Feb 1 2010
As a young man growing up in Kaduna, I spent many a summer vacation foraging through the American Consulate library. That was before the city became like Beirut. I must have devoured almost everything ever written on the American civil rights movement.
I followed its every twist and turn - its triumphs and tragedies. All the heroes and martyrs of the movement where ghosts with whom I held intellectual conversations. Frederick Douglass, Sojourner Truth, George Washington Carver, Booker T. Washington, W. E. B. Dubois, Medgar Evers, Thurgood Marshall, Mary McLeod Bethune, Soledad Brother George Jackson and Malcolm X.
By far the greatest obsession of my youth was the life and work of Martin Luther King Jr., one of the makers of the twentieth century, alongside Churchill, Gandhi, Lenin, Mao and Albert Einstein. Barack Obama, who recently celebrated one year of his Presidency, was a child of King’s prophetic mission.
By an uncanny coincidence of fate, Obama won the ticket of the Democratic Party forty years to the very day when King made his famous speech in the shadows of the Lincoln Memorial. Martin Luther King Jr. cherished life and adored his wife Coretta and their children. But he was always haunted by the prospects of an early death.
He was once stabbed by a deranged woman and was left for dead. The FBI under Edgar Hoover was constantly at his back with blackmail and threats. He had been in and out of prison -- endured police dogs, beatings and death threats. His was the loneliness of the long-distance runner. Like his Lord and Master, he experienced the blood and sweat and tears of the Garden of Gethsemane.
Most people do not realise that MLK was a mere twenty-five year-old when he took up the leadership of the civil rights movement; that he won the Nobel Peace Prize when he was only thirty-six; and that he was only thirty-nine when his life’s work was cruelly ended by an assassin’s bullet in that unholy summer of 1968 in Memphis, Tennessee.
These thoughts have come to me as I recall a most unusual experience some years ago, when I was woken up at dawn by a strange visitation. In that dream state between waking and sleep, I was conscious, though immobile. A man came and stood by my bedside. He was of medium height and clothed in tattered apparel, with wounds all over him. He looked dirt-poor; head bowed, tears silently cascading down his cheeks. There was telepathic communion between us, but no words: he is Martin Luther King Jr., I am told, and the work he lived and died for remains unfinished.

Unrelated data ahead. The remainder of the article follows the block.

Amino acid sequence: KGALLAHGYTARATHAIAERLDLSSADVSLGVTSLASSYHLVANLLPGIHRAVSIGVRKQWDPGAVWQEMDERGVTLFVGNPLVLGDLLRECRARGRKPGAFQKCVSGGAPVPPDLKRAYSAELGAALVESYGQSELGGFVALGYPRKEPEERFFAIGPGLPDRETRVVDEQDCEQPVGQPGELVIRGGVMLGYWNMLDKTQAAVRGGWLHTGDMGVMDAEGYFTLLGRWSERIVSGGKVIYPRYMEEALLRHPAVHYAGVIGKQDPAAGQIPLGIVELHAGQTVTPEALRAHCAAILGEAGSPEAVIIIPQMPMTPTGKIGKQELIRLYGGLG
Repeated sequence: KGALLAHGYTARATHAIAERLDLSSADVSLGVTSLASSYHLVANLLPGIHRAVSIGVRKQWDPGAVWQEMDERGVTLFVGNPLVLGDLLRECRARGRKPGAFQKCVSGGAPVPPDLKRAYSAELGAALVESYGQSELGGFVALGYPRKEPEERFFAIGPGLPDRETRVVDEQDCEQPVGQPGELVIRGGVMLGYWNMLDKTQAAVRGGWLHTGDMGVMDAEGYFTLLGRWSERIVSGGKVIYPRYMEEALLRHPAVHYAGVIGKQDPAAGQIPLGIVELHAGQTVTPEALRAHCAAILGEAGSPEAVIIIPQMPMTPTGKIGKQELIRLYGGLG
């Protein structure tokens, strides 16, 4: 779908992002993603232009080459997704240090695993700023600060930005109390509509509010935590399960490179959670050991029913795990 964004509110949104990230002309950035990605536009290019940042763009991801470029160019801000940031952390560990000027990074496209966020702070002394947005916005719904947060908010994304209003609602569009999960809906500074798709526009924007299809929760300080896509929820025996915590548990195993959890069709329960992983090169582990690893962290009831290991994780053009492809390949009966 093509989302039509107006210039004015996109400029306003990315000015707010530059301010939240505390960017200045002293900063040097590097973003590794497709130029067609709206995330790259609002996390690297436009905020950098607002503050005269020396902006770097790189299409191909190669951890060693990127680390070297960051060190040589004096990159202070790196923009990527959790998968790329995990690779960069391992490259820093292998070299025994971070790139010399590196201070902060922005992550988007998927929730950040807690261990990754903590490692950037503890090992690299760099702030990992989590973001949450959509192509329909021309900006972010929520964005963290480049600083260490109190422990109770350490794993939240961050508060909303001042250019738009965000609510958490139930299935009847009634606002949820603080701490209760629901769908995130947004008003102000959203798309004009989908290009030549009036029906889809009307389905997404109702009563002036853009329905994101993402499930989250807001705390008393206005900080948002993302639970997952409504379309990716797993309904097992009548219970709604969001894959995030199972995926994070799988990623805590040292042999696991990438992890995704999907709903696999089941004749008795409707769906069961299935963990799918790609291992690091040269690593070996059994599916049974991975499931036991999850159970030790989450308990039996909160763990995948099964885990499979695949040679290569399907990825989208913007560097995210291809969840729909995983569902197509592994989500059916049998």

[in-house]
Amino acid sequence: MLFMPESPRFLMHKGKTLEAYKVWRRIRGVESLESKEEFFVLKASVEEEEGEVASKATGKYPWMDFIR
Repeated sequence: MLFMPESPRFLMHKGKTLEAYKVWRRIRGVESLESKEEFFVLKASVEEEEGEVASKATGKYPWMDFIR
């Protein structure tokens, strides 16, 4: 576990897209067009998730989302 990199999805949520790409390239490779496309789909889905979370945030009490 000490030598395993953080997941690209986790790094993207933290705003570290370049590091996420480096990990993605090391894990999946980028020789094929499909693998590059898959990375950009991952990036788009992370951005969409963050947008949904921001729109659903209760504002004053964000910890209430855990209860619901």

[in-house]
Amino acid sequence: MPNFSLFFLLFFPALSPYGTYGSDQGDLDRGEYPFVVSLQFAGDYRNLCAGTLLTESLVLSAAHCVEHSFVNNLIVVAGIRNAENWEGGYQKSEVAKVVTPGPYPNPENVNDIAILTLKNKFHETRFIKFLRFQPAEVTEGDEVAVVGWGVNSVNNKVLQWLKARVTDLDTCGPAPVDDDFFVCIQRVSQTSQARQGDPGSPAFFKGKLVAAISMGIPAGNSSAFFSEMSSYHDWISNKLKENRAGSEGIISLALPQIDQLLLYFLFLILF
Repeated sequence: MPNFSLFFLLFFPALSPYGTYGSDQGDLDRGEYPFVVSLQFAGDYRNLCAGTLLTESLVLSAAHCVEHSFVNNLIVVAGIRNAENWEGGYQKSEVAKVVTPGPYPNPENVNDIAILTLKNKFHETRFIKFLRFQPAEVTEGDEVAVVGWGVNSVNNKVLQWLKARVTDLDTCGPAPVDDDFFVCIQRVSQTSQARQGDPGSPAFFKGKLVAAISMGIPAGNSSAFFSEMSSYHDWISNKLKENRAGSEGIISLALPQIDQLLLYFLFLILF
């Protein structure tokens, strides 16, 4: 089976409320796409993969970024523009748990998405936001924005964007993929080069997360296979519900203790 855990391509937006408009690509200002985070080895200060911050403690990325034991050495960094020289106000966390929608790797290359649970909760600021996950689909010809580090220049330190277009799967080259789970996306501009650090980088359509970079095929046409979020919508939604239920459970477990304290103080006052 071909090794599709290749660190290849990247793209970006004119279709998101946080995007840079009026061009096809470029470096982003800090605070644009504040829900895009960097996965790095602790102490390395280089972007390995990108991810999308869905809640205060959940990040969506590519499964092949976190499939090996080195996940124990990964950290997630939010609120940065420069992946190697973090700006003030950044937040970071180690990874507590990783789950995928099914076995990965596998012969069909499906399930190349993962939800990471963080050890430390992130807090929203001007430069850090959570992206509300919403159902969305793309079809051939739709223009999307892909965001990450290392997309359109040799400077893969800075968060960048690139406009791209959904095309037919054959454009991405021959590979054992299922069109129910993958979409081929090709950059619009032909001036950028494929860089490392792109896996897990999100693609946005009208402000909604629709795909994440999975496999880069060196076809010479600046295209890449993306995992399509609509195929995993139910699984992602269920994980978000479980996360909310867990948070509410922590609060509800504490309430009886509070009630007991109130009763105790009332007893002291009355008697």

And then he vanishes in the twinkling of an eye. It is a most sacred experience, which I do not share lightly. As I think of it today, Martin Luther King’s work remains unfinished in America, in Africa and throughout the world where children go hungry; where widows have no one to support them; where the sick, the powerless and the infirm have no succour and no hope.
In the month of January, when Americans celebrated Martin Luther King Day, countless people approached me for one form of help or the other: orphans without school fees, a young woman whose two legs were chopped off in an okada accident; widows who are unable to feed their children; an old man who went blind because he could not afford the eighteen thousand naira operation that would have removed his cataract; countless graduate youths desperate to find a job.
During the recent carnage in Jos, several Muslim and Christian friends cried to me for help, in grave fear for their lives. It was heartbreaking. Our country, Nigeria, faces a momentous crisis of leadership. We are a land of sorrows -- a people acquainted with grief. A young pastor recently told me that ethno-religious conflicts are fomented by cultic leaders whose demons must refill their blood banks from time to time.
It is these so-called leaders, according to him, that buy sophisticated arms and give them to jobless youths to go and kill innocent people so as to fill up the blood banks. He painted a frightening picture of live burials of teenage virgins and the ritual eating of pounded human foetuses for power, money and earthly glory. For the first time, I understood what the philosophers meant by ‘the problem of evil’.
I fear that this evil will soon take us into the abyss unless we resolve to live like the children of Abraham that we all are. We must love one another or die. MLK abhorred the idiom of retaliation, believing with Mahatma Gandhi, that, “an eye for an eye makes the whole world blind”. Contrary to the nonsense spoken by Ambassador Princeton Lyman, I am persuaded that our country is destined to play a leading role in the world.
The sufferings of the moment are not to be compared with the glory that is to come. We must move beyond the politics of blood and circuses and reinvent our country as a land of hope. Martin Luther King loved our continent immensely and he desired that we would become a city on a hill, a light unto the nations. His work must also be ours. Sphere: Related Content